Because for VCs, a low but real probability of a huge outcome is better than a high probability of a medium outcome.
Imagine two scenarios:
- Good CEO, good start-up, doing $1m ARR, growing 100% Year-over-Year. At this scale, the company won’t fail. The CEO wants to sell for $80m-$100m. This puts the company in the top 1% of venture-backed start-ups, those that sell for this much. You can invest at a $10m valuation. You get to buy 20% for $2m.
- Great CEO, unclear start-up, doing $0.1m ARR, not growing yet. It’s very early. But a handful of customers say it’s insanely great. Decacorn or bust. The company is hot somehow so you can only invest at $30m post. You can buy 15% for $4.5m.
- Your fund is $150m in size.
In the first scenario, you have a decent chance of an 8x-10x return (which is great) on ~$2m … and making $16m-$20m.
In the second scenario, you have a small chance of making money, and the deal is twice as expensive with 1/10th the revenue. But. At least there is a chance of a $1b+ exit. You have to invest ~$4.5m here to get less ownership. But if somehow the second company IPOs at $2b … you make $300m.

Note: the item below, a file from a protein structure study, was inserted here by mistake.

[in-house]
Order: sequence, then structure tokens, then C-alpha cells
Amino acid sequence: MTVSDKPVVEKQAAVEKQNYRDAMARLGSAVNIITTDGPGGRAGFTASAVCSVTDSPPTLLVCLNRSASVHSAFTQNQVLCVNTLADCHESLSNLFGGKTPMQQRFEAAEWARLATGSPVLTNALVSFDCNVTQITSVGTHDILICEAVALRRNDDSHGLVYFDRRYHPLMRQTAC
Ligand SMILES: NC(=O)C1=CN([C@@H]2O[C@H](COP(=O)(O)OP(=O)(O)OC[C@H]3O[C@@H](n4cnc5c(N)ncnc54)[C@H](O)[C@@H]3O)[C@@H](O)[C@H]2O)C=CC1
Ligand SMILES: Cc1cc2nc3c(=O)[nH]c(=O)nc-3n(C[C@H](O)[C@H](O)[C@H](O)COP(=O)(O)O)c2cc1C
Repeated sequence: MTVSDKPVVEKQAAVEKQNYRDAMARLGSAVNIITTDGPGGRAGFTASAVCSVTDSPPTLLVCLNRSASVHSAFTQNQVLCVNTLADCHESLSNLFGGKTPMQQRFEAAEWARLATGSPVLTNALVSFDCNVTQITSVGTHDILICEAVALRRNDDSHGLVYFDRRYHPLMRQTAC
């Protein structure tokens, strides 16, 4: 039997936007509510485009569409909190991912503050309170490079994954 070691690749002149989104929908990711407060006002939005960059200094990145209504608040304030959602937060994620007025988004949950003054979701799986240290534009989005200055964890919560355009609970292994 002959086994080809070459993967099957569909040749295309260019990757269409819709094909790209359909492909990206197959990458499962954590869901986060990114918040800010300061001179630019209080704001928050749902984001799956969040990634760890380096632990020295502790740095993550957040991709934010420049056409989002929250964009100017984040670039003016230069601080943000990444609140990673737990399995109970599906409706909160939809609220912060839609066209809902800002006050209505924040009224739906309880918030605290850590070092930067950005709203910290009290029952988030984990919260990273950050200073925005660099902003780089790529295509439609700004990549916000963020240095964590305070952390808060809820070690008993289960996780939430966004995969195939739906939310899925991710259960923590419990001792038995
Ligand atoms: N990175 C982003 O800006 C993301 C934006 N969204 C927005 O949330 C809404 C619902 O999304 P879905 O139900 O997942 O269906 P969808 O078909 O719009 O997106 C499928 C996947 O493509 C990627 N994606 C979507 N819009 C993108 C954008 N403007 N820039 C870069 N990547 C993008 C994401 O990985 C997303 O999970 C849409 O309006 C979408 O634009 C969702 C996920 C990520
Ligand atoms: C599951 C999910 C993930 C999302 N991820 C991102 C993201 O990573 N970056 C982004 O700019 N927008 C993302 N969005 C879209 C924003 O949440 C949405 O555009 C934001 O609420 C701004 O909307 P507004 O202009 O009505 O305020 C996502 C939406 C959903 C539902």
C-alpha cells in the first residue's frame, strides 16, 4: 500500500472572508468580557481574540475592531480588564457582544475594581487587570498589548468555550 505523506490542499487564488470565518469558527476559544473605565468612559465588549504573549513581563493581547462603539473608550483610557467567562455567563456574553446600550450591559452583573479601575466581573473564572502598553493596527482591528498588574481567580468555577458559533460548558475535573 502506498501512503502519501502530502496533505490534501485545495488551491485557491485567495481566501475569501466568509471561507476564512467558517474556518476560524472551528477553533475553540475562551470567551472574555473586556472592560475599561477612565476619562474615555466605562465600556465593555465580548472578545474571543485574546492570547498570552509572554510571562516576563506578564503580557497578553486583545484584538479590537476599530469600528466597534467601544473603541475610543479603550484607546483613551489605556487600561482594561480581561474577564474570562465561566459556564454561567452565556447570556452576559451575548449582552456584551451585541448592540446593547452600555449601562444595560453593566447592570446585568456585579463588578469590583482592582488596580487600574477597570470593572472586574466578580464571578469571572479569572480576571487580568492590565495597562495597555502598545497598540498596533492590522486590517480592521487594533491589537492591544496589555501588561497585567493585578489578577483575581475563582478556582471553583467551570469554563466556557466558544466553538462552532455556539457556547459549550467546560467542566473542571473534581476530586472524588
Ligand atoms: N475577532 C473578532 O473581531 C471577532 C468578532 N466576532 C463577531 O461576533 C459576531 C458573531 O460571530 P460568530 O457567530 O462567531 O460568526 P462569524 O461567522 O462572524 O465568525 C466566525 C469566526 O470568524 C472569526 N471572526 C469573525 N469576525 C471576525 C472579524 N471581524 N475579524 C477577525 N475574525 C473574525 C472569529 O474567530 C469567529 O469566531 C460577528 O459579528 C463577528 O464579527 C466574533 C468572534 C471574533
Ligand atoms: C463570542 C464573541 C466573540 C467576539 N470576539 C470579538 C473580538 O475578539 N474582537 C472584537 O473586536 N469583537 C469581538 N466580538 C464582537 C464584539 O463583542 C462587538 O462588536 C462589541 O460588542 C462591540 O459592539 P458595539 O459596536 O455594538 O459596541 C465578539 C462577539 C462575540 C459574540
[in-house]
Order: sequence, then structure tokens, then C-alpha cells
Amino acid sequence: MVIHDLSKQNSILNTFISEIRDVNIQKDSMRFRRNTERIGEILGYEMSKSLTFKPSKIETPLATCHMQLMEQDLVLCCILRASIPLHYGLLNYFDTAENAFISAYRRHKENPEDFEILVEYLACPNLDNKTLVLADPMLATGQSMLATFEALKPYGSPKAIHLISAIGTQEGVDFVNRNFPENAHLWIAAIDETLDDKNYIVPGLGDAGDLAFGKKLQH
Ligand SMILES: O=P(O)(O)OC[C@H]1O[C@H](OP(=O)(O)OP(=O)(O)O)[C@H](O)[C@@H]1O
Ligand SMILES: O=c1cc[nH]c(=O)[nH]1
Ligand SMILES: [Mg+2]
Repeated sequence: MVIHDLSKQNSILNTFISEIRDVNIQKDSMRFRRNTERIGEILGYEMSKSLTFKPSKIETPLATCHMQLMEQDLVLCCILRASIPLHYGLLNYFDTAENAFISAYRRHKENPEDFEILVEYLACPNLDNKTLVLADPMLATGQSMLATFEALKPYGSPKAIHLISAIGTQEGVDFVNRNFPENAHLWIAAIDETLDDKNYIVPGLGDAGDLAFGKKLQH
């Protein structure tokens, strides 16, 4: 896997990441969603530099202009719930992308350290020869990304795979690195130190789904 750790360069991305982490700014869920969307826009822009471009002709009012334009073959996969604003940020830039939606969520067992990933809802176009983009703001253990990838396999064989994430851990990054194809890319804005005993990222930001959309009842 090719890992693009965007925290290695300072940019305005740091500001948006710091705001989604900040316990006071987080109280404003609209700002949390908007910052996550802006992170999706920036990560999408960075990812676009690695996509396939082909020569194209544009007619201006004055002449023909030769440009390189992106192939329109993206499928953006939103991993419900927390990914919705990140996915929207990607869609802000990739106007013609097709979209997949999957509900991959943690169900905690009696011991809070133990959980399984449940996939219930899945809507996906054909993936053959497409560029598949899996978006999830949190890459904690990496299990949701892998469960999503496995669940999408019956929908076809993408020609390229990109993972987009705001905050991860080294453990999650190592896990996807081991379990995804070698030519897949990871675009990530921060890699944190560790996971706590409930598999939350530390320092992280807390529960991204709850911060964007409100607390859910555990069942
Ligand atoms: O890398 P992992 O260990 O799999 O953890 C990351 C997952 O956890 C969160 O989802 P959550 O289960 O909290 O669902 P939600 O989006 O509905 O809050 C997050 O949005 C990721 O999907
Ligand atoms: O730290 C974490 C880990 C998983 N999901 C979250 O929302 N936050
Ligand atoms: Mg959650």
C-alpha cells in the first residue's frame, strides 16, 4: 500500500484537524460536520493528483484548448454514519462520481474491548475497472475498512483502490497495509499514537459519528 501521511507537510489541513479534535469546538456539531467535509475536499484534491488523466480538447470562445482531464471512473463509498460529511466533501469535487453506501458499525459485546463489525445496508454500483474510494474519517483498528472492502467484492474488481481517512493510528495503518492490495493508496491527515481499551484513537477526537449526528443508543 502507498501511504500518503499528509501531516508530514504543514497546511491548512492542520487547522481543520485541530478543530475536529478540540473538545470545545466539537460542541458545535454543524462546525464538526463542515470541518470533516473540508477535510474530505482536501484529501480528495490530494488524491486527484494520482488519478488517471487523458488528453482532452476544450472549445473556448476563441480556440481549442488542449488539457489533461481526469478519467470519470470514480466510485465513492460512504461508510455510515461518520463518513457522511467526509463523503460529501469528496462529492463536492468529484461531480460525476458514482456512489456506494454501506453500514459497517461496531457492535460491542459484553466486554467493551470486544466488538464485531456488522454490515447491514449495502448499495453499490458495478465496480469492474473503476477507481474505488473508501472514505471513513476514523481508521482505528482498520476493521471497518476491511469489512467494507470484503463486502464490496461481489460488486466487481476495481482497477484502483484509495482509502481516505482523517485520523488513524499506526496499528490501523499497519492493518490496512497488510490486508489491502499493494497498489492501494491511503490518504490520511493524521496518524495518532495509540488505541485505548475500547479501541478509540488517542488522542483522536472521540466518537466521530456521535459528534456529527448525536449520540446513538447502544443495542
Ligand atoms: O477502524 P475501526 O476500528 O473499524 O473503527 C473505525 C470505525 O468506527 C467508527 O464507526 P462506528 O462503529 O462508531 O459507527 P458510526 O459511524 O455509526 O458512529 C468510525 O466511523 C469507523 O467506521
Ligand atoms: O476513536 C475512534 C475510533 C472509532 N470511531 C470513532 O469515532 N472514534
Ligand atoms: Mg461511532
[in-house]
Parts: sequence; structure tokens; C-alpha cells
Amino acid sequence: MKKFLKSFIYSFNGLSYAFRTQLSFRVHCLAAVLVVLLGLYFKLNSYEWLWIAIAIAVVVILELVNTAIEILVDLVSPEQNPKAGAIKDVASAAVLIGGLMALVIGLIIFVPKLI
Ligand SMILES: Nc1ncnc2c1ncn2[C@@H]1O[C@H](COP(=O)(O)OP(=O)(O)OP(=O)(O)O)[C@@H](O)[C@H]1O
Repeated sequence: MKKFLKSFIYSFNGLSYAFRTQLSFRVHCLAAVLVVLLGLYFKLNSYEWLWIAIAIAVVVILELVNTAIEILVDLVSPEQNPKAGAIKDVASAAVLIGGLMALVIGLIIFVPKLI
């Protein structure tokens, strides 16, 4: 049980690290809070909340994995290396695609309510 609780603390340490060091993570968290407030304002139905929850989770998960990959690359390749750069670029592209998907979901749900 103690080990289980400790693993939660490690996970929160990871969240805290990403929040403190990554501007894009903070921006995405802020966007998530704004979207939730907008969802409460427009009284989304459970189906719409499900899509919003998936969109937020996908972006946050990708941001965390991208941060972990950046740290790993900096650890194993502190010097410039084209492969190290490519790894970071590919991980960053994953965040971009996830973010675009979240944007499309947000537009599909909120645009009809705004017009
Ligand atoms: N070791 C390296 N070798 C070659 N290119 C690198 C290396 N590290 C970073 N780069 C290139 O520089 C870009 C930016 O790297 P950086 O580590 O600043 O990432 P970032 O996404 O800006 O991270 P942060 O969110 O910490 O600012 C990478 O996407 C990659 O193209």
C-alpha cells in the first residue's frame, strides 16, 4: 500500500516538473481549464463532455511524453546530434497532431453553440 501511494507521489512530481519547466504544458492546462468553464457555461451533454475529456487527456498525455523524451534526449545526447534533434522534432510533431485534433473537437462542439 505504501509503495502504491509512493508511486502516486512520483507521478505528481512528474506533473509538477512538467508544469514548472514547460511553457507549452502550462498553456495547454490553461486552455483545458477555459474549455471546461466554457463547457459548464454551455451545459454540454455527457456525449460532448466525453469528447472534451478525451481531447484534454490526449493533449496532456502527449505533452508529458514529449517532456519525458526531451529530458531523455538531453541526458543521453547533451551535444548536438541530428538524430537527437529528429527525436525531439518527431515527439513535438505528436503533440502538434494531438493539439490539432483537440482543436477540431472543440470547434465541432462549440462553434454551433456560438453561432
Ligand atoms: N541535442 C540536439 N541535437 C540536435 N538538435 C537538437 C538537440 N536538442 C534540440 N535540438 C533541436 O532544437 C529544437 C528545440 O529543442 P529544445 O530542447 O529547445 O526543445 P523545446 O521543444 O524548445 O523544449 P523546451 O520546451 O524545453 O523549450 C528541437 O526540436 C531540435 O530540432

The first scenario is the more rational bet, probably, the right bet to make with your own money. But it only returns 10–13% of the fund. You aren’t even close to making money on that $150m fund yet.
The second scenario is a bit nuts for your own money. The price is way too high, and you will probably lose it all. But. The $150m VC fund returns 200% of the fund just with this one investment.
And also — the second scenario is the same amount of work as the first one. It’s very hard to make small outcomes up in volume.